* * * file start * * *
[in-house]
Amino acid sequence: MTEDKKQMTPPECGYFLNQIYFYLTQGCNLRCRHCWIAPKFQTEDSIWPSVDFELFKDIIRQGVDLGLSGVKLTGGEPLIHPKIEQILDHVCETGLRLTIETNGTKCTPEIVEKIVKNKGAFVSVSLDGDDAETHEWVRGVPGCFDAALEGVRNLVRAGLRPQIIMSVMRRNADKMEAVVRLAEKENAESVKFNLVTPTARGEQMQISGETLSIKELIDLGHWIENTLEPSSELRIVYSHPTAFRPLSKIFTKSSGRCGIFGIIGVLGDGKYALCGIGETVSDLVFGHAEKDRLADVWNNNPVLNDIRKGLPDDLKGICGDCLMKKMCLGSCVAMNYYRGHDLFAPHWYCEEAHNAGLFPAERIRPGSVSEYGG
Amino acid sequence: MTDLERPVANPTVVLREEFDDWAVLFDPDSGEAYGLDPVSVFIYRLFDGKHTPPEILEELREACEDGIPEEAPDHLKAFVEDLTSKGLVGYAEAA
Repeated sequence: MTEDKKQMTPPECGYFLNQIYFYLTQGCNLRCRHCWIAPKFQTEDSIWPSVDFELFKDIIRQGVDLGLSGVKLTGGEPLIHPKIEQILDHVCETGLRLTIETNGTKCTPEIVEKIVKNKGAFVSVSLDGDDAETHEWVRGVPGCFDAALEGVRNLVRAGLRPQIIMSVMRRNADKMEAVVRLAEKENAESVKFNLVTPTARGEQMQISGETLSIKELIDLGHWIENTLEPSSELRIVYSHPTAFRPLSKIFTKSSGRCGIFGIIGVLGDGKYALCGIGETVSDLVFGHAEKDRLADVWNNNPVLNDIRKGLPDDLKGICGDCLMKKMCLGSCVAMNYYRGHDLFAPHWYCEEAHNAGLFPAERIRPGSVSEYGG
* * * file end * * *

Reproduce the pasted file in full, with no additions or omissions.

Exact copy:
[in-house]
Amino acid sequence: MTEDKKQMTPPECGYFLNQIYFYLTQGCNLRCRHCWIAPKFQTEDSIWPSVDFELFKDIIRQGVDLGLSGVKLTGGEPLIHPKIEQILDHVCETGLRLTIETNGTKCTPEIVEKIVKNKGAFVSVSLDGDDAETHEWVRGVPGCFDAALEGVRNLVRAGLRPQIIMSVMRRNADKMEAVVRLAEKENAESVKFNLVTPTARGEQMQISGETLSIKELIDLGHWIENTLEPSSELRIVYSHPTAFRPLSKIFTKSSGRCGIFGIIGVLGDGKYALCGIGETVSDLVFGHAEKDRLADVWNNNPVLNDIRKGLPDDLKGICGDCLMKKMCLGSCVAMNYYRGHDLFAPHWYCEEAHNAGLFPAERIRPGSVSEYGG
Amino acid sequence: MTDLERPVANPTVVLREEFDDWAVLFDPDSGEAYGLDPVSVFIYRLFDGKHTPPEILEELREACEDGIPEEAPDHLKAFVEDLTSKGLVGYAEAA
Repeated sequence: MTEDKKQMTPPECGYFLNQIYFYLTQGCNLRCRHCWIAPKFQTEDSIWPSVDFELFKDIIRQGVDLGLSGVKLTGGEPLIHPKIEQILDHVCETGLRLTIETNGTKCTPEIVEKIVKNKGAFVSVSLDGDDAETHEWVRGVPGCFDAALEGVRNLVRAGLRPQIIMSVMRRNADKMEAVVRLAEKENAESVKFNLVTPTARGEQMQISGETLSIKELIDLGHWIENTLEPSSELRIVYSHPTAFRPLSKIFTKSSGRCGIFGIIGVLGDGKYALCGIGETVSDLVFGHAEKDRLADVWNNNPVLNDIRKGLPDDLKGICGDCLMKKMCLGSCVAMNYYRGHDLFAPHWYCEEAHNAGLFPAERIRPGSVSEYGG